This reframing will strike the vast majority of scientists as metaphysics, in other words, not science. There is an implicit disdain for philosophy among even elite scientists, who are on public record calling philosophy useless, pointless, and an obstacle to the progress of science. But this viewpoint is the product of an old paradigm on the verge of being superseded. Many significant advances in quantum physics depended on thought experiments, and every science depends on hypotheses and models, which are mental activities.
At some point, a problem can approach the horizon where thought experiments, models, and even mathematics, the ultimate mental foundation of science, must confront the nature of experience. Until we understand the basis of consciousness, from which all experience arises (including the experience of doing science) there is no guarantee that how we perceive the universe matches reality. By taking consciousness for granted, or shunting it aside, the old paradigm assumed that perception
is an adequate match for reality–this despite the obvious fact that science distrusts the report of the five senses. A person sees the sun rise in the East and set in the West. Science investigates to discover if this report has any basis in fact.
What would a top down, holistic foundation for science look like? An answer is just now emerging; the new paradigm is emerging through the activity of many minds. We simply want to make a declaration of intent, pointing science away from its collision with reality. The future of a planet in danger depends upon seeing human experience in a new way, so that preservation replaces endless consumption, saving replaces bottomless spending, and caretaking replaces despoiling. The peril we face is entwined with science and technology, and it is widely expected that science and technology will rescue us.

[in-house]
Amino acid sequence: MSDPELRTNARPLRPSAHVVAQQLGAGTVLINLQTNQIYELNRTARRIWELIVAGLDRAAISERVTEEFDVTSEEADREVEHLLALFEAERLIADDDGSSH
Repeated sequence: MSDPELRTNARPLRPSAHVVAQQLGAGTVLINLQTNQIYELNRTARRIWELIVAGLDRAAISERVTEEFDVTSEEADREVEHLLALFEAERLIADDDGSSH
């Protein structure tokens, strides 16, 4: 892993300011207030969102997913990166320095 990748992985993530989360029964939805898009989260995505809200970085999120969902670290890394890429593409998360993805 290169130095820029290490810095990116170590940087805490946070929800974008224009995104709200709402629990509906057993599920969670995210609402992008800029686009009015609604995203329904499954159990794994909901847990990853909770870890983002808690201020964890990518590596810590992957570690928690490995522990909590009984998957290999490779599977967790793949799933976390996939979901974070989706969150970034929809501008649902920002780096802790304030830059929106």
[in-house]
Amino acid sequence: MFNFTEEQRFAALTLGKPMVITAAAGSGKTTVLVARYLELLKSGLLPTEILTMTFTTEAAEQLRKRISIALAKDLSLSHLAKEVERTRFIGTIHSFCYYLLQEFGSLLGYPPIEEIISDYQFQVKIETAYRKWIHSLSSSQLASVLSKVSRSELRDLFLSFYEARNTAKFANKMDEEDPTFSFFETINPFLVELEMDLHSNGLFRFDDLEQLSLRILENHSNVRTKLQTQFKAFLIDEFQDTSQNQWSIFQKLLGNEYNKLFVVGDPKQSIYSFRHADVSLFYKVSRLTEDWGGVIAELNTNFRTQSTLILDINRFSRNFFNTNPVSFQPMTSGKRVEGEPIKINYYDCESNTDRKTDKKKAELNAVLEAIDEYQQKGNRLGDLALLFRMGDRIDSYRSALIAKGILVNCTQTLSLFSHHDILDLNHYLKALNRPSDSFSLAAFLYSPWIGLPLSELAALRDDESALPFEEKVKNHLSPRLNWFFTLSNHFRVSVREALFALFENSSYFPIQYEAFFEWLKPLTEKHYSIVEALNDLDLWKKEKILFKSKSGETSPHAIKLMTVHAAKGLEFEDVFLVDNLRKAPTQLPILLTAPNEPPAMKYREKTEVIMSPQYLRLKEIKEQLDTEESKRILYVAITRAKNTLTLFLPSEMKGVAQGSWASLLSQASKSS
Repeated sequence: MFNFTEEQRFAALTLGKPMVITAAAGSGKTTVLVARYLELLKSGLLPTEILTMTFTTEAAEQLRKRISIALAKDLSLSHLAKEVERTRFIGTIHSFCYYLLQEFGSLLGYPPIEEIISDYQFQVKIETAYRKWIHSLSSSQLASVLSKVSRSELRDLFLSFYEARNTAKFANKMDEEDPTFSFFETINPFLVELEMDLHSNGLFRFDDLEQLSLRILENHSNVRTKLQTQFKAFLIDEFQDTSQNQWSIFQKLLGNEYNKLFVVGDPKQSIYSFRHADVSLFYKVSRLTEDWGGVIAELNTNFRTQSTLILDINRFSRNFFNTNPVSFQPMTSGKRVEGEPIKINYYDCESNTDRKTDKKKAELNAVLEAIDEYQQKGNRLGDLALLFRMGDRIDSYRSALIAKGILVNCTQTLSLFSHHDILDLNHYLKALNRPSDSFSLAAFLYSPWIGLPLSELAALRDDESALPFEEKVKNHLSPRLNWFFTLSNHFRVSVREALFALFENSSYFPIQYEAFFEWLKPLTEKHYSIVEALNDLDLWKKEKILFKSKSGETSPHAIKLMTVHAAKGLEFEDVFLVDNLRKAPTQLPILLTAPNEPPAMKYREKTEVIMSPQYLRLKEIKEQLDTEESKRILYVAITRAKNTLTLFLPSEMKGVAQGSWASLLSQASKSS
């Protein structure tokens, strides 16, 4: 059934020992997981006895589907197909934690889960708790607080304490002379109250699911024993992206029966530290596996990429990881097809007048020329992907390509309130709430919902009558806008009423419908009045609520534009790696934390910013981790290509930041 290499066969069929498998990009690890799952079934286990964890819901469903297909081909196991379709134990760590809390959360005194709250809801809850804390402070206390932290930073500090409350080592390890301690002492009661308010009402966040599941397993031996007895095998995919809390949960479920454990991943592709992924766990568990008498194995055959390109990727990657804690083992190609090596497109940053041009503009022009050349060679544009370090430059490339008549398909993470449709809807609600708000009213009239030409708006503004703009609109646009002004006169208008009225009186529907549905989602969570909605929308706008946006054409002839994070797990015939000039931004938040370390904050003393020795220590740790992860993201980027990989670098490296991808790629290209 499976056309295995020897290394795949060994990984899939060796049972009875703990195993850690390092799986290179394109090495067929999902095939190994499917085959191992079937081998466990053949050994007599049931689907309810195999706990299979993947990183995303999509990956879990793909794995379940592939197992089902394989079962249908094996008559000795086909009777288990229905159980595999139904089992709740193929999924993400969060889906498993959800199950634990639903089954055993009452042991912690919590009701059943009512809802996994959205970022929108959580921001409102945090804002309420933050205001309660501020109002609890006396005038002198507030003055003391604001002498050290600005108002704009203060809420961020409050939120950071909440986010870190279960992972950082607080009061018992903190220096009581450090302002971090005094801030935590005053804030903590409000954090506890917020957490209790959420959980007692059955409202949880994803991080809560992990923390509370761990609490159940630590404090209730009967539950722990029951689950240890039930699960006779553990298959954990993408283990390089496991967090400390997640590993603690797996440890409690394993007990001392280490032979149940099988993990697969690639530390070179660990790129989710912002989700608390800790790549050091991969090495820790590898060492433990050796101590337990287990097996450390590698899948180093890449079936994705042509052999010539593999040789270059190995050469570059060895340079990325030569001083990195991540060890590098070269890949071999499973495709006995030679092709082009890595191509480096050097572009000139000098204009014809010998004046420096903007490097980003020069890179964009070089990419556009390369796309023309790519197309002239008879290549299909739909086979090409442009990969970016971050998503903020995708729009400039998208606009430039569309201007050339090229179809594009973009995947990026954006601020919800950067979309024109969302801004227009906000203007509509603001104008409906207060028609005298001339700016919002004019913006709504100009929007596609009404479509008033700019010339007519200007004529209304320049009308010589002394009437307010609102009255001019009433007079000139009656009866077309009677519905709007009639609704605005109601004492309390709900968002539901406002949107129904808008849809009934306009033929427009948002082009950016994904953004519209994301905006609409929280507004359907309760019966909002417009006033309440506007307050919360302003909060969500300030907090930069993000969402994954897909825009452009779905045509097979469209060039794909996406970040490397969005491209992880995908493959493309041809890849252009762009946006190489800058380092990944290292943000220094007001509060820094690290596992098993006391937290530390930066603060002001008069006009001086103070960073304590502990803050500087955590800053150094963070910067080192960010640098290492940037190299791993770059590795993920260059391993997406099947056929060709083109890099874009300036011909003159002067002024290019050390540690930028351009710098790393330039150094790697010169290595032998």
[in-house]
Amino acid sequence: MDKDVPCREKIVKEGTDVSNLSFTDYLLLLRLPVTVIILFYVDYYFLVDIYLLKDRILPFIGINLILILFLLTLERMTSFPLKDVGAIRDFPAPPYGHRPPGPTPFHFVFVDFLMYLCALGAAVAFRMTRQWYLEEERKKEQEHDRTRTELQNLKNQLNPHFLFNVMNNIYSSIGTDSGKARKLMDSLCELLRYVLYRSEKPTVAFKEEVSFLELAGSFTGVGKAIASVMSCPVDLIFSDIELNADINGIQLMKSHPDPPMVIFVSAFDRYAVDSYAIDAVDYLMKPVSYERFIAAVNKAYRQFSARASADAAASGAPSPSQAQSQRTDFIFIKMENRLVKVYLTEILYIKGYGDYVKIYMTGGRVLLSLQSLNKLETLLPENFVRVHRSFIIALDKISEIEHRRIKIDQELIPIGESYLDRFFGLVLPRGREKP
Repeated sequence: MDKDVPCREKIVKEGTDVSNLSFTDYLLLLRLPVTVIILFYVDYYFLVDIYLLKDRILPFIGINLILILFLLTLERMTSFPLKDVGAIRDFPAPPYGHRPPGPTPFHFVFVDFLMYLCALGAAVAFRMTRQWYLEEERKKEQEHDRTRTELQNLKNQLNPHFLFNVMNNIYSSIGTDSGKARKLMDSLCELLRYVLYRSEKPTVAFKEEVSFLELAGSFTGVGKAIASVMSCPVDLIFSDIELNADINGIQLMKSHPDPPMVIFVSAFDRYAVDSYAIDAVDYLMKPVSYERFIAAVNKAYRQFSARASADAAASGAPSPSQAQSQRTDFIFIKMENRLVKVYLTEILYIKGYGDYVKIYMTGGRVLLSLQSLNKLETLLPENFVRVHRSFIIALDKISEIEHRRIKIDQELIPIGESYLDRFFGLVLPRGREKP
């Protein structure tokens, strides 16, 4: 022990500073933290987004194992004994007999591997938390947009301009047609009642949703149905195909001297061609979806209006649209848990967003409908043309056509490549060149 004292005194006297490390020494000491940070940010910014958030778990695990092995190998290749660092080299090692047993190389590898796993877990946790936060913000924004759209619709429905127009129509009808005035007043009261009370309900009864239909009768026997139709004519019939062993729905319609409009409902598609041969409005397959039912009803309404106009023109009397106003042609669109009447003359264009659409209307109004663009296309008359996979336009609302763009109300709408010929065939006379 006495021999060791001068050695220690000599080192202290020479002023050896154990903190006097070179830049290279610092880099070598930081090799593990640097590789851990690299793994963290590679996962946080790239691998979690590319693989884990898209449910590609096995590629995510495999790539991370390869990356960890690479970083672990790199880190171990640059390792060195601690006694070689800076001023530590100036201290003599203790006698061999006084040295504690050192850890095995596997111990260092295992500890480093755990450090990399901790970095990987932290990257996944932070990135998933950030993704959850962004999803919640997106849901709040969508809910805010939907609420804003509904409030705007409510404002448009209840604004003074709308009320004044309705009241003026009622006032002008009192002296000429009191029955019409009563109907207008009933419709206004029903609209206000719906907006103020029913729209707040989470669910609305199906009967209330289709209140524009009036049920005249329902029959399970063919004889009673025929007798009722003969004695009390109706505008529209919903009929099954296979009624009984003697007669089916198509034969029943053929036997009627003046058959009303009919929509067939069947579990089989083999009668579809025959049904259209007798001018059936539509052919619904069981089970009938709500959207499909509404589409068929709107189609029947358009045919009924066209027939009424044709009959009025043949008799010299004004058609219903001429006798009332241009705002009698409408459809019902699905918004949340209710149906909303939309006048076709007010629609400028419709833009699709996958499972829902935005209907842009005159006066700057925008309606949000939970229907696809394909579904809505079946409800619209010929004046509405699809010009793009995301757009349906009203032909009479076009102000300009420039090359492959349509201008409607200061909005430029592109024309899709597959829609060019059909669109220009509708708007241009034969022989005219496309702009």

But this will only happen, we believe, through a deeper, better understanding of consciousness, since after all, nothing is real unless we are conscious of it. The late physicist John Archibald Wheeler was among the first to point out that this is a participatory universe. Humans are embedded in the reality they seek to explain. The time is long past when science can afford to stand outside reality in search of perfect objectivity. As useful as that stance has been, a new stance is urgently needed.
I answered politely by email, but didn’t register my choice electronically. Can you guess my answer?
This is not a call for a serious new paradigm—at least, it suggests no fruitful directions of research—but simply an endorsement of Chopra’s metaphysical and woo-laden views. If reductionism won’t help us understand consciousness, what will? The “top down” approach is the name for something that starts with woo, and that simply won’t work.
Note, too, that the only “direction” of research suggested is through “the activity of many minds,” which I presume to be some kind of nebulous “quantum universal consciousness.” And there’s also a threat that if we don’t go in this direction, it’s all over for Earth. That’s rather presumptious, to say the least.
It’s clear from this letter that Chopra is asking a number of scientists to sign on to his call for a New Paradigm. He wants validation of his views—views that many of us have criticized, clearly upsetting him. He’ll get some endorsers, too, including his mate Rudy Tanzi, and maybe some others who are enamored or woo and suspicious of the reductionist approach to science—the only approach that really ever works for understanding biological systems. But I seriously doubt he’ll get any of the more skeptical neurosciences.
Signing this letter is like wearing a sign on your forehead that says, “I iz baffled. I can haz new paradime?”